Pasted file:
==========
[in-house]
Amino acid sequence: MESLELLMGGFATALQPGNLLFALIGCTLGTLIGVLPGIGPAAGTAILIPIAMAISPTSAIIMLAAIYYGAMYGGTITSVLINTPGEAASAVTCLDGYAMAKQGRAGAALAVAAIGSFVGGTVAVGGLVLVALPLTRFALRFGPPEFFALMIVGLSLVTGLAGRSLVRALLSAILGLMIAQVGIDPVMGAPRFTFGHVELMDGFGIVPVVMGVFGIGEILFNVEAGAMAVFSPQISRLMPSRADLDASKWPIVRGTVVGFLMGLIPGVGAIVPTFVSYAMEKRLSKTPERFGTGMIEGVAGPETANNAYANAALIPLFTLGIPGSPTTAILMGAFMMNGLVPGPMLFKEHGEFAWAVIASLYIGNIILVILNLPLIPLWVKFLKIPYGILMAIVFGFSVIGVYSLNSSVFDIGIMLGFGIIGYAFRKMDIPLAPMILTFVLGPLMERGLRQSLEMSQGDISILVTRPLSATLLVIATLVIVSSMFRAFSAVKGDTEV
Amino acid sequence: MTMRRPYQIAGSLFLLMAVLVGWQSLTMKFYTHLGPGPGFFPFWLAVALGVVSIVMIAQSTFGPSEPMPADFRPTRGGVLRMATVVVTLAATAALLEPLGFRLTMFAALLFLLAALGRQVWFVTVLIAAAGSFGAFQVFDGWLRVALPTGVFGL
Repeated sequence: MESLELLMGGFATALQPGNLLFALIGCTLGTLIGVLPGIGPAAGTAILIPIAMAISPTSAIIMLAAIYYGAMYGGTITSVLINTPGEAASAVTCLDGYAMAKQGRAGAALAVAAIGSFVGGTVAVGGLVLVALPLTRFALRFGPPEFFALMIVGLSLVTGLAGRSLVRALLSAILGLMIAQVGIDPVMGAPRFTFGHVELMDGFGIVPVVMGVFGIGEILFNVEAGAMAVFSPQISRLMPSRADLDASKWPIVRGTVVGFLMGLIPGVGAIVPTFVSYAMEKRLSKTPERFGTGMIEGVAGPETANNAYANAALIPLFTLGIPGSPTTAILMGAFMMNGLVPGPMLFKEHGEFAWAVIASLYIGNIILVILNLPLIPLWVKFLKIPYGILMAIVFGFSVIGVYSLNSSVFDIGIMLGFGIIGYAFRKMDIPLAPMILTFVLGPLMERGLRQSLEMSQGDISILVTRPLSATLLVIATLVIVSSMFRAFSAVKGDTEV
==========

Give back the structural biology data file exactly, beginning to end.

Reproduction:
[in-house]
Amino acid sequence: MESLELLMGGFATALQPGNLLFALIGCTLGTLIGVLPGIGPAAGTAILIPIAMAISPTSAIIMLAAIYYGAMYGGTITSVLINTPGEAASAVTCLDGYAMAKQGRAGAALAVAAIGSFVGGTVAVGGLVLVALPLTRFALRFGPPEFFALMIVGLSLVTGLAGRSLVRALLSAILGLMIAQVGIDPVMGAPRFTFGHVELMDGFGIVPVVMGVFGIGEILFNVEAGAMAVFSPQISRLMPSRADLDASKWPIVRGTVVGFLMGLIPGVGAIVPTFVSYAMEKRLSKTPERFGTGMIEGVAGPETANNAYANAALIPLFTLGIPGSPTTAILMGAFMMNGLVPGPMLFKEHGEFAWAVIASLYIGNIILVILNLPLIPLWVKFLKIPYGILMAIVFGFSVIGVYSLNSSVFDIGIMLGFGIIGYAFRKMDIPLAPMILTFVLGPLMERGLRQSLEMSQGDISILVTRPLSATLLVIATLVIVSSMFRAFSAVKGDTEV
Amino acid sequence: MTMRRPYQIAGSLFLLMAVLVGWQSLTMKFYTHLGPGPGFFPFWLAVALGVVSIVMIAQSTFGPSEPMPADFRPTRGGVLRMATVVVTLAATAALLEPLGFRLTMFAALLFLLAALGRQVWFVTVLIAAAGSFGAFQVFDGWLRVALPTGVFGL
Repeated sequence: MESLELLMGGFATALQPGNLLFALIGCTLGTLIGVLPGIGPAAGTAILIPIAMAISPTSAIIMLAAIYYGAMYGGTITSVLINTPGEAASAVTCLDGYAMAKQGRAGAALAVAAIGSFVGGTVAVGGLVLVALPLTRFALRFGPPEFFALMIVGLSLVTGLAGRSLVRALLSAILGLMIAQVGIDPVMGAPRFTFGHVELMDGFGIVPVVMGVFGIGEILFNVEAGAMAVFSPQISRLMPSRADLDASKWPIVRGTVVGFLMGLIPGVGAIVPTFVSYAMEKRLSKTPERFGTGMIEGVAGPETANNAYANAALIPLFTLGIPGSPTTAILMGAFMMNGLVPGPMLFKEHGEFAWAVIASLYIGNIILVILNLPLIPLWVKFLKIPYGILMAIVFGFSVIGVYSLNSSVFDIGIMLGFGIIGYAFRKMDIPLAPMILTFVLGPLMERGLRQSLEMSQGDISILVTRPLSATLLVIATLVIVSSMFRAFSAVKGDTEV